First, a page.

CBC The House with Evan Solomon

This week on The House,  are cuts included in the federal government’s most recent budget about to jeopardize the safety of your food? Evan Solomon talks with PSAC’s Agriculture Union President Bob Kingston about the impact cutting food inspectors will have on the content of Canadians’ plates. Then,  Agriculture Minister Gerry Ritz explains why cuts won’t threaten food safety.

CBC The House with Evan Solomon

This week on The House,  are cuts included in the federal government’s most recent budget about to jeopardize the safety of your food? Evan Solomon talks with PSAC’s Agriculture Union President Bob Kingston about the impact cutting food inspectors will have on the content of Canadians’ plates. Then,  Agriculture Minister Gerry Ritz explains why cuts won’t threaten food safety.

Dedicated border clearance and tracking of imported meat products

Currently, meat imported into Canada is cleared at the border separate from other commodities because this product carries an especially high risk to consumers.  This CFIA unit clears 50,000 meat import shipments every year.  It also carefully tracks key safety metrics such as compliance rates, nature of safety requirement violation and who the repeat offenders are.

There will be less inspection scrutiny of this high risk imported product and key intelligence that enables tracking of it will likely be lost when this program is cut because of the shortage of resources.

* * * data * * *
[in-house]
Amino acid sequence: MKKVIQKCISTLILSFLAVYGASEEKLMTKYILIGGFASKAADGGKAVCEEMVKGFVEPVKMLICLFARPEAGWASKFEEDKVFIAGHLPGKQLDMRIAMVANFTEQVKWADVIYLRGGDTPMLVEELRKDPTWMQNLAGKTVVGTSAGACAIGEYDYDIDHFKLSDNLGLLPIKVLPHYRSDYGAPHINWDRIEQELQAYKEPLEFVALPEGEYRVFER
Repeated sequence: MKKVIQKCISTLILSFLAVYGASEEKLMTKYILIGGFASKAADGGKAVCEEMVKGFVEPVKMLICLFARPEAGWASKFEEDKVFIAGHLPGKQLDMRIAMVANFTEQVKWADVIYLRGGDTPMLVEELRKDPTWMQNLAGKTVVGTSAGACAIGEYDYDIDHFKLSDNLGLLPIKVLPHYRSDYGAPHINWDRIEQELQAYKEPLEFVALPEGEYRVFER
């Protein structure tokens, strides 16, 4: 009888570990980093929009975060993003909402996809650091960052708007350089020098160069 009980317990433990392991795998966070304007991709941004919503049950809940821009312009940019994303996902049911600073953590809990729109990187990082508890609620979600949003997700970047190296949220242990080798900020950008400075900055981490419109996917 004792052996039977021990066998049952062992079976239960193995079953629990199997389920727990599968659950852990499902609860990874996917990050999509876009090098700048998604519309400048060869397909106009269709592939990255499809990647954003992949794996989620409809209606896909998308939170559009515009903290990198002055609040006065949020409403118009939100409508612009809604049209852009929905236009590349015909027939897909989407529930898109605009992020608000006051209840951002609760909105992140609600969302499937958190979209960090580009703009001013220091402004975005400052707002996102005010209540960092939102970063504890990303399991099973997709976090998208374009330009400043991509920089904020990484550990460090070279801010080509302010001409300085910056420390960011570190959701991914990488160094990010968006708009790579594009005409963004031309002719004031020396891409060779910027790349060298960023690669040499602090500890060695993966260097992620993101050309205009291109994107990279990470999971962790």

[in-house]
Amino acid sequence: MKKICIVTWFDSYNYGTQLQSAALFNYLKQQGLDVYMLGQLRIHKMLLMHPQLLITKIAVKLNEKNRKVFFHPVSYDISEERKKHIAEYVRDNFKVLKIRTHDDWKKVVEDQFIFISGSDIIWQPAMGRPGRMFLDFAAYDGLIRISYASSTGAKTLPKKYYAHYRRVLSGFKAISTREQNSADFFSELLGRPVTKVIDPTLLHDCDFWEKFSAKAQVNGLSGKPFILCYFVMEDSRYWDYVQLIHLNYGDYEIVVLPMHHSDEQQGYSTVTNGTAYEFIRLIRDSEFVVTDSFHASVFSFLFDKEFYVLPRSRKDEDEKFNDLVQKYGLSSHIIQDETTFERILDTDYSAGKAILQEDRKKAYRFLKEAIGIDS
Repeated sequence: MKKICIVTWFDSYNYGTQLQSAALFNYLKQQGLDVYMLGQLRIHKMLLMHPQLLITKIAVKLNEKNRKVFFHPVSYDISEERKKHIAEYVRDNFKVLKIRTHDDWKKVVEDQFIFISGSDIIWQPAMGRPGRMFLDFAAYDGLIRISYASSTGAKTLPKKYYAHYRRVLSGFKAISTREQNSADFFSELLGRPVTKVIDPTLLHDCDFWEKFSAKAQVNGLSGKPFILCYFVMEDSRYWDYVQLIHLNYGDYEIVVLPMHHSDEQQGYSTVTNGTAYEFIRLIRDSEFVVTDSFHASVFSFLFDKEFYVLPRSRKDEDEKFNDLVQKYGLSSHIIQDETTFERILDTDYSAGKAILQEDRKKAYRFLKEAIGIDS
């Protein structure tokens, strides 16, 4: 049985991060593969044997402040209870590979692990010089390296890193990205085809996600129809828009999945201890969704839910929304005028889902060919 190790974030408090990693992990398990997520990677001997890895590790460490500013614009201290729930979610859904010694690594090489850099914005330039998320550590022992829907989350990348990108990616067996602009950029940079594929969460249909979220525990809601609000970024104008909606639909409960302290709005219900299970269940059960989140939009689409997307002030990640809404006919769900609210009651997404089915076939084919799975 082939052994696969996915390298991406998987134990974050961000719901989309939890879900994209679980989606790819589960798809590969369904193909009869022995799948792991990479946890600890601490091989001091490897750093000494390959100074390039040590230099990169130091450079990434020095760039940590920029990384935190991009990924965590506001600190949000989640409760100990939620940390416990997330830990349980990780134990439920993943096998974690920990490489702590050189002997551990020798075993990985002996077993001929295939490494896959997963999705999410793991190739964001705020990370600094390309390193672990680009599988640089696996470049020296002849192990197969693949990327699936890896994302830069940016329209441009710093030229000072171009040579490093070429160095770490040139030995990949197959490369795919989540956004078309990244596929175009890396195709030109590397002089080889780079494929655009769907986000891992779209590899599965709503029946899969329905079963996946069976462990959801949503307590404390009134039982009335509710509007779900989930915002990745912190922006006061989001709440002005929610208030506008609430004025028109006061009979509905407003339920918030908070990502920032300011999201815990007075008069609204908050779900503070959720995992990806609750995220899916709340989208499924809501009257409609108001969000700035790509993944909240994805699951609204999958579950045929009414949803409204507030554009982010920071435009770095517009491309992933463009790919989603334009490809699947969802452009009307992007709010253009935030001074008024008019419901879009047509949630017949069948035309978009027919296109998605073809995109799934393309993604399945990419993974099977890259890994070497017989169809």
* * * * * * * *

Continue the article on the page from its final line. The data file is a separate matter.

Consumer Protection Review

Widespread violation of consumer protection rules have recently been reported and industry has long pressured government to water down these provisions.  According to CFIA executives, industry pressure and lack of resources are driving this Agency-wide program review.

Consumer protection inspectors work to ensure the accuracy of company claims on product labels, and to verify the accuracy of:

  • product nutrition claims: this is critical safety information for anyone suffering from illnesses like diabetes, heart disease or life threatening allergies (already cancelled).
  • restaurant menu claims (already cancelled).
  • product net weight claims. Unless consumers go around with their own scale they might not be getting what they paid for.

Consumer protection retail inspections of local manufactured and imported food products have already been cancelled.

Pre-market approval of meat labels

Pre-market approval of meat labels was established for this high risk product to avoid the kind of fraudulent and other problematic claims found in other food products.  This program was a best practice where label details are approved and checked to make sure everything is accurate thereby allowing consumers to make safe decisions.  Cancellation of this program will convert this proactive practice to a reactive one in which inspectors try to clean up the mess once problems are found on the grocery shelves instead of before the product reaches consumers.